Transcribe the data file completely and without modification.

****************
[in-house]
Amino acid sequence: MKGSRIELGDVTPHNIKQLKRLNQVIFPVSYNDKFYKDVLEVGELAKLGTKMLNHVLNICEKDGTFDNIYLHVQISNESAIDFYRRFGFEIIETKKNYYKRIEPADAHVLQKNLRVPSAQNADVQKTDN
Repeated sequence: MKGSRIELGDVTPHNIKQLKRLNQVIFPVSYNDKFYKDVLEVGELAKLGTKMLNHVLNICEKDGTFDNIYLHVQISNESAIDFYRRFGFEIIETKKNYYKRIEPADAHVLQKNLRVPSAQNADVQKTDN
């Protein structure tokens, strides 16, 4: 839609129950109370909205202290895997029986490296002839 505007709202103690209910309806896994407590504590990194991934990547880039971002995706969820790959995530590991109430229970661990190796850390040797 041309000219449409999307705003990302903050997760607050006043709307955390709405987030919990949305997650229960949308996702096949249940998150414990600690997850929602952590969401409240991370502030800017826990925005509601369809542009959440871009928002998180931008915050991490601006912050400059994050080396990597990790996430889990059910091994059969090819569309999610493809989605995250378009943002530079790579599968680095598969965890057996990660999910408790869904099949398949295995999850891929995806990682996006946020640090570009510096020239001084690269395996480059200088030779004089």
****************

[in-house]
Amino acid sequence: MKGSRIELGDVTPHNIKQLKRLNQVIFPVSYNDKFYKDVLEVGELAKLGTKMLNHVLNICEKDGTFDNIYLHVQISNESAIDFYRRFGFEIIETKKNYYKRIEPADAHVLQKNLRVPSAQNADVQKTDN
Repeated sequence: MKGSRIELGDVTPHNIKQLKRLNQVIFPVSYNDKFYKDVLEVGELAKLGTKMLNHVLNICEKDGTFDNIYLHVQISNESAIDFYRRFGFEIIETKKNYYKRIEPADAHVLQKNLRVPSAQNADVQKTDN
């Protein structure tokens, strides 16, 4: 839609129950109370909205202290895997029986490296002839 505007709202103690209910309806896994407590504590990194991934990547880039971002995706969820790959995530590991109430229970661990190796850390040797 041309000219449409999307705003990302903050997760607050006043709307955390709405987030919990949305997650229960949308996702096949249940998150414990600690997850929602952590969401409240991370502030800017826990925005509601369809542009959440871009928002998180931008915050991490601006912050400059994050080396990597990790996430889990059910091994059969090819569309999610493809989605995250378009943002530079790579599968680095598969965890057996990660999910408790869904099949398949295995999850891929995806990682996006946020640090570009510096020239001084690269395996480059200088030779004089």